The minutes tick by and we start to feel worried – did our mobilizing efforts fail? Was anyone else going to come? We spent the days leading up to the sensitization hanging posters and going door-to-door around the village, speaking to each household about our sensitization. Now, we felt like our efforts were in vain.

A government health worker tests a community
member for HIV in Kinu village. (Photo by
Ben Blankenship)
Just when we started to lose hope, people began arriving – mothers trickled in with babies on their backs, a group of men gathered at the base of the tree, and hoards of kids sat at the very front, eager to watch our skits. By the end of the sensitization, more than 100 people were there to improve their understanding of HIV and Malaria.

Overcoming our own assumptions about how things should be, rather than how they are, has been one of our team’s greatest challenges. As a group of students, our days at school are often defined by a strict adherence to the numbers on the clock – lecture start times and assignment deadlines are strictly enforced, end of story.

In our village, however, time is perceived differently – instead of thinking in terms of numbers on a clock, people think in terms of sequences of events. Once one event ends, the next can begin, and not before. We call this the “Village Clock”, and to our limited understanding of time, it was initially a cause of worry, fear, and frustration.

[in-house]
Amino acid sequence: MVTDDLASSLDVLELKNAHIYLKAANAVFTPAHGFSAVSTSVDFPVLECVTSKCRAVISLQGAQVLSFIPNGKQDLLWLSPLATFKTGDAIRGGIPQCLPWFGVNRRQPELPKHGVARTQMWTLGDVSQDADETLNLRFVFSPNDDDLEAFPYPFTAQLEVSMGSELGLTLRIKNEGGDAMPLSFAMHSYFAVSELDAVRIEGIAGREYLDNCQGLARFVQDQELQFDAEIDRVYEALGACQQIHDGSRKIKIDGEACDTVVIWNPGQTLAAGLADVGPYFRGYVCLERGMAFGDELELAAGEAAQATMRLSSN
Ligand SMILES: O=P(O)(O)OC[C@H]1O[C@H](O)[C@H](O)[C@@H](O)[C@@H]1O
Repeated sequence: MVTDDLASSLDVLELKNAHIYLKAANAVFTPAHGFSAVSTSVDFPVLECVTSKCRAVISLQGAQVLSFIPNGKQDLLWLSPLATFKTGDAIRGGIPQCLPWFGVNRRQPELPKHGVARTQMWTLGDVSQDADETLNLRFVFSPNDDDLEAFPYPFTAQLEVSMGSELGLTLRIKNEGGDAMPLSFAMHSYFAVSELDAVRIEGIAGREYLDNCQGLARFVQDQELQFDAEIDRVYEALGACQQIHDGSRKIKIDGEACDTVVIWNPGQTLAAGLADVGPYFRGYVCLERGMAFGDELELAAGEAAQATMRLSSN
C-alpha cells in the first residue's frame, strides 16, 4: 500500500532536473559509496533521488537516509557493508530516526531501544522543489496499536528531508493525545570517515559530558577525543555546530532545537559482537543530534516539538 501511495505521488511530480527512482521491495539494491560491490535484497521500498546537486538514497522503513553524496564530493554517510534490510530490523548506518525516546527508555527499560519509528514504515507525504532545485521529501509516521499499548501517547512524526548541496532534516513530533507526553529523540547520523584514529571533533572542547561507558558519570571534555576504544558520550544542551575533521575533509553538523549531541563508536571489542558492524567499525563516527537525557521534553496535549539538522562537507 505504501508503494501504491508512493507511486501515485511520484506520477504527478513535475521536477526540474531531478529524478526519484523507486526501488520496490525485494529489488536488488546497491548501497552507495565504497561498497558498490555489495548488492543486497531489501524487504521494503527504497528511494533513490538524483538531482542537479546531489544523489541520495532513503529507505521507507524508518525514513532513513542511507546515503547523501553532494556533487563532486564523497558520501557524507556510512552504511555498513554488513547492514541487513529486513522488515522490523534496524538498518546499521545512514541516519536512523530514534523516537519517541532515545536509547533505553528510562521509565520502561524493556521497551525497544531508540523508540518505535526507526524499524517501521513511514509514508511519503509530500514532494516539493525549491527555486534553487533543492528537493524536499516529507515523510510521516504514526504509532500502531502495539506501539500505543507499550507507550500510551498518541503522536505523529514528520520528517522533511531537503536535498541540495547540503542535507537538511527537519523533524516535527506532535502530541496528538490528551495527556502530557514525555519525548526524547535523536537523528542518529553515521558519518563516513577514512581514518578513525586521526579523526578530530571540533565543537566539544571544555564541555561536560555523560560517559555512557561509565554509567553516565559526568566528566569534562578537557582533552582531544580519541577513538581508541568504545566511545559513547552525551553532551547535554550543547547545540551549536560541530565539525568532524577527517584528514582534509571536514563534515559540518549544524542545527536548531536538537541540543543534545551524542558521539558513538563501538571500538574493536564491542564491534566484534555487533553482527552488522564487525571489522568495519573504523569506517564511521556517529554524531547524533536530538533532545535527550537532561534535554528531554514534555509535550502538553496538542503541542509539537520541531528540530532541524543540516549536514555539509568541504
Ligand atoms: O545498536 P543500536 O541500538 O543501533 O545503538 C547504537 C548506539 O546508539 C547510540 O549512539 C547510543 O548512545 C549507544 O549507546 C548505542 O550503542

Community members register for services in
Kinu village. (Photo by: Ben Blankenship)
As the weeks went by, our need for precise punctuality diminished, and with it our worries. The “Village Clock” no longer frustrated us like it once did. Instead, the extra time that it provided before sensitizations became one of favorite ways to spend time with the community, playing games with the kids, chatting with neighbors, and having impromptu dance parties.

Learning to love the “Village Clock” is just one example of the many ways we, as a team, have come to understand the importance of being flexible, humble and open to different lifestyles; doing so only opens up new possibilities for building connections, having fun, and ultimately working towards a healthier community.

Thursday, July 26, 2018

Nets Are Not the Only Answer


by Tigaiza Arnold and Clare Killian, Interns, Ituba A Village

Arnold and Clare with Mr. Kintu Sam, his mother, and his wife
She welcomed us into her humble home with a sweet and soft “Tusangaire!” (you are welcome) and we sat down on the couches. The survey went smoothly, and as we conversed with her, a middle aged man, who we later discovered was her son, was seated adjacent to us. Throughout the duration of the survey, we thought the man was resting, not paying attention to the activity happening nearby. Little did we know, not only was he paying attention, but he would end up sparking a conversation emphasizing malaria and its detrimental impact on the people he loves dearly. The impact of this conversation would last much longer than the time they spent in this man’s company.